All grades have an array of safety technology, including a driver monitoring system that will warn you to keep your eyes on the road and monitor for signs of drowsiness, and in the top-spec model includes face recognition that can adjust the seat and side mirrors for you.
All models come with a reversing camera, Subaru’s EyeSight forward facing camera system that incorporates AEB, lane keeping, adaptive cruise control and more. There are full details on the safety systems and their operability in the section below.
Things missing from any grade of Outback? It would have been nice to have a wireless phone charger, and there are no traditional parking sensors, either.
Overall though, there’s a lot to like across multiple grades, here.
If you’re interested in colours (or colors if you prefer), then you might be intrigued to know there are nine colours available. Two can’t be had on the AWD Sport grade - Storm Grey Metallic and Crimson Red Pearl – but it can be had in any of the remaining colours, as can the other trim levels: Crystal White Pearl, Magnetite Grey Metallic, Ice Silver Metallic, Crystal Black Silica, Dark Blue Pearl, and the new Autumn Green Metallic and Brilliant Bronze Metallic.
The best news? None of the colour choices will cost you any extra money!
The Peugeot 2008 is one of the most expensive small SUVs in the mainstream part of the market, and it comes across quite overpriced at a quick glance at the price list.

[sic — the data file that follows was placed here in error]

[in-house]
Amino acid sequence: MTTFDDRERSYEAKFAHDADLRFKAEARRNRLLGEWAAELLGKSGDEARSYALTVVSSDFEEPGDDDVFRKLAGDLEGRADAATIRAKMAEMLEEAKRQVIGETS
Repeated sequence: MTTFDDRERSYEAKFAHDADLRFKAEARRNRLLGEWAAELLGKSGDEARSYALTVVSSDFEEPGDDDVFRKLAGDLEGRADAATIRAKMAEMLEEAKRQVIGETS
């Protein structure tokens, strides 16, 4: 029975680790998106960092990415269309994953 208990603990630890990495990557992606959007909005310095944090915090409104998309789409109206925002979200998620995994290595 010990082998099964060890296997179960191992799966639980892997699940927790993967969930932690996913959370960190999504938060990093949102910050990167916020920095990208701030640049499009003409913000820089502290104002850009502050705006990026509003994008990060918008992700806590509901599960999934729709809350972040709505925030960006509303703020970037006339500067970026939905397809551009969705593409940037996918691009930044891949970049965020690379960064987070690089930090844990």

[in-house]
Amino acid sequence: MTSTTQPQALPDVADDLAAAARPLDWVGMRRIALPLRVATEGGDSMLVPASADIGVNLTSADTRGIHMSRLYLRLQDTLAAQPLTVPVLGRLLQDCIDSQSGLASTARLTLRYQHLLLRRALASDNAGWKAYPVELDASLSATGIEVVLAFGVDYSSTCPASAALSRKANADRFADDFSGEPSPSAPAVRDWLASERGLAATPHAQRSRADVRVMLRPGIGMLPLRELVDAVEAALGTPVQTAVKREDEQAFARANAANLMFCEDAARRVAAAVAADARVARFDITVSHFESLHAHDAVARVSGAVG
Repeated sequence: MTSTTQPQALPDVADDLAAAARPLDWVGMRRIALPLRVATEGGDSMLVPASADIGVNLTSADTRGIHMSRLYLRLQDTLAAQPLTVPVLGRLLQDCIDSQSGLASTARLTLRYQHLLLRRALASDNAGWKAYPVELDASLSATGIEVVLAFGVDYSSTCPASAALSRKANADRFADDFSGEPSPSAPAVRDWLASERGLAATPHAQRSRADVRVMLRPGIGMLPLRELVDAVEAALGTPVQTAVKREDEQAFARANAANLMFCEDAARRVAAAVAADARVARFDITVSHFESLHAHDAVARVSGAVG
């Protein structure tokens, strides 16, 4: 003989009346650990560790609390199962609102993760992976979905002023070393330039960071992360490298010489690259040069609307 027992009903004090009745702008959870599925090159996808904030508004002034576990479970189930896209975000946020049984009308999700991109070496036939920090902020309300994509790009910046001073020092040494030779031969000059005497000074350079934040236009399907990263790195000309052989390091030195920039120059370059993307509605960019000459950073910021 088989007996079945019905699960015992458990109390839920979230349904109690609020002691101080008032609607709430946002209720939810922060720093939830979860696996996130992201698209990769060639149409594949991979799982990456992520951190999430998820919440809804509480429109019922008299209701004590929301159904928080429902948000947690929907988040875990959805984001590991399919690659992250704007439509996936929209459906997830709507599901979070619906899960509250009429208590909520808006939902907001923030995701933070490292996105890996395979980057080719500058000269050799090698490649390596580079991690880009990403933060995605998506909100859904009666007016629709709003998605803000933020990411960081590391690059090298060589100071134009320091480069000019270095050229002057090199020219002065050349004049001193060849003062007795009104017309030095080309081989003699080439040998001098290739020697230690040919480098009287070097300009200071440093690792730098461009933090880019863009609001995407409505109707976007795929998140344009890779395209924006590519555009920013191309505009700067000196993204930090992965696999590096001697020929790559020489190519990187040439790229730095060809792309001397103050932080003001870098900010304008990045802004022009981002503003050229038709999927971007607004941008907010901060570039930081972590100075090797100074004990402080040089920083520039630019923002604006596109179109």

The entry-level Allure model is a $34,990 proposition - that’s the MSRP/RRP, before on-road costs. The top-spec GT Sport version is $43,990 (list price/MSRP).
Let’s go through the standard specifications and equipment list for each model to see if they can justify the cost.
In the Allure, the standard gear comprises 17-inch alloy wheels with Bridgestone Dueler tyres (215/60), LED headlights with LED daytime running lights, cloth trim seats with “leather effects”, a leather-wrapped steering wheel, the brand’s new 3D i-cockpit digital dashboard, a 7.0-inch touchscreen media system with Apple CarPlay and Android Auto, DAB digital radio, a six-speaker stereo, four USB ports (3x USB 2.0, 1x USB C), climate control air-conditioning, push-button start (but not keyless entry), an auto-dimming rearview mirror, auto headlights, auto wipers, a “180-degree” reversing camera and rear parking sensors.
Allure models have hill descent control, where the top-grade models don’t, and they also have a different drive mode system with mud, sand, snow and normal driving settings that operate through the brand’s GripControl traction control management system.
The Allure has regular cruise control with speed sign recognition and a system that allows you to adjust to the signposted speed limit at the touch of a button, but it doesn't have fully adaptive cruise like the top-spec, which adds a number of safety items, too. More on the safety spec in the safety section below.